New research reveals more details of ancient calculator

Advanced imaging software and 3-D X-ray tomography have finally let scientists create the most detailed reconstruction yet of a 2,100-year-old astronomical calculator.

The latest research of the Antikythera Mechanism shows it to be a highly sophisticated calculator that could add, subtract and divide by means of a complex and ingenious arrangement of 37 bronze gears. The gear train moved a set of pointers on dials to accurately show the changing positions of the sun and moon (with its phases), and quite possibly of the planets, and to predict solar and lunar eclipses.

Researchers now date its creation slightly earlier than previously thought: between 100 and 150 B.C.

One of the key new findings is the discovery that the device mechanically reproduces the mathematics developed by the great 2nd century B.C. astronomer Hipparchus to account for the irregular movement of the moon through the heavens.

"This is a mechanical reproduction, by means of a clever [pin-and-slot arrangement in the gears] of the so-called first lunar anomaly in Hipparchus' lunar theory," says Francois Charette, a researcher with the Department of the History of Science, Ludwig-Maximilian University, Munich, Germany. Charette authored an assessment of the new research in a story published in the current issue of the journal Nature.

"This means that the pin-and-slot device makes the pointer for the moon on the front dial move at varying speed, following (in modern terms) a mathematical function that resembles more or less a sine curve," Charette says.

The research team speculates that Hipparchus, who lived from about 140 to 120 B.C. in Rhodes, where the mechanism is believed to have been built, or one of his students may have had a hand in its design.

The full research results were announced at a two-day international conference in Athens last week, and published online by Nature.

The mechanism, a clockwork-like collection of bronze gears and dials inscribed with Greek text and numbers, has been slow to yield its secrets since being recovered in 1901 from an ancient wreck off the Greek island of Antikythera.

But critical new details of the gears and their relationships, along with nearly 1,000 never-before-seen Greek characters, doubling the total number identified, were revealed by means of surface imaging software recently developed by scientists at HP Laboratories and by an 8-ton, high-resolution, 3-D X-ray machine from X-Tek Systems, Tring, England.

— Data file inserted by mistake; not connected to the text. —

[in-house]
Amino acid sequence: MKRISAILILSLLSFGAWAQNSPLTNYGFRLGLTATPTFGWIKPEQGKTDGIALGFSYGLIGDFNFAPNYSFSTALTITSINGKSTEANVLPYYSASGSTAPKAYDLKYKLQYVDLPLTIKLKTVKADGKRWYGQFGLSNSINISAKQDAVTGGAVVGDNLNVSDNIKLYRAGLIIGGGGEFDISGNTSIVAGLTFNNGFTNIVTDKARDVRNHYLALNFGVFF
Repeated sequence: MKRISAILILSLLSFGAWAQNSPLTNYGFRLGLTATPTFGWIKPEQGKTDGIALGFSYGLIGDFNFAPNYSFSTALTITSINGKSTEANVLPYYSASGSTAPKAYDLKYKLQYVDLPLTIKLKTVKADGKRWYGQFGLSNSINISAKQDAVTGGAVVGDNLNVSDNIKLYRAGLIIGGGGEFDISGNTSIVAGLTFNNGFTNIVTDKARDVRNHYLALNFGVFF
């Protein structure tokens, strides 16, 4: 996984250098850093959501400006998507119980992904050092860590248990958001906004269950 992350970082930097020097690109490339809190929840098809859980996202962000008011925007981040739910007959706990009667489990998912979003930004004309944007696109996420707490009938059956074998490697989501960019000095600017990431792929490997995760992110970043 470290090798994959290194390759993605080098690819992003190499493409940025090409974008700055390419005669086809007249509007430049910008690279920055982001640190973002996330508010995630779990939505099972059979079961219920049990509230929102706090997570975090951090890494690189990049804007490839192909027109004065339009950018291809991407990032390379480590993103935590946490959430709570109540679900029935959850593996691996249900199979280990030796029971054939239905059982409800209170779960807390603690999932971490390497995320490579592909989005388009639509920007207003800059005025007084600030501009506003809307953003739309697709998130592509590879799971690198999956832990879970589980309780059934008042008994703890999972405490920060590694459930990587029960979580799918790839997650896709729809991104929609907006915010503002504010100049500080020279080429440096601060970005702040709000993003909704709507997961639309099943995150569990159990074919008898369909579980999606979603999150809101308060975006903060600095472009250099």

Those details confirm some previous insights by researcher Michael Wright, based on computer-aided analysis, with the late Allen Bromley of the University of Sydney, Australia, of 700 digitized X-ray plates during the 1990s.

The new research details and conclusions here are drawn from the Nature stories, including the paper by the Antikythera Mechanism Research Project investigators.

Roughly the size of a shoebox, the front of the mechanism shows two concentric circular scales, the inner one showing the Greek zodiac with 360 divisions. The outer, moveable scale is the Egyptian calendar, with 12 30-day months plus five days. The outer dial could be moved to adjust for leap years. Pointers show the relative positions of the sun and moon, based on the Metonic cycle of 235 lunar months (the interval between two identical phases of the moon, such as from one full moon to the next) in 19 solar years, Charette says.

A device showing the moon's phase was probably attached to the moon pointer.

On the back of the device are two main dials, one above the other, both using a spiral design (confirming Wright's earlier proposal), whose pointers show time based on two other astronomical cycles identified by the Babylonians. The upper dial shows the Metonic cycle with a subsidiary dial showing the more accurate Callipic lunar cycle, of 940 lunar months in 76 years (or four Metonic cycles minus one day).

The second dial is for the Saros eclipse repetition cycle, which predicts that a given lunar or solar eclipse will be repeated 223 lunar months later by a similar eclipse.

The researchers now believe the device had 37 gear wheels; seven of those are deduced from the now more visible details of the surviving wheels. And they agree with Wright's speculation that some of the missing gears were likely used to simulate the movement of the known planets, making the Antikythera Mechanism one of the earliest and most complex planetariums.

The Research Project intends to create an online database for continuing study of the Antikythera Mechanism and of the world, and most of all, of the minds that created it.

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John Cox

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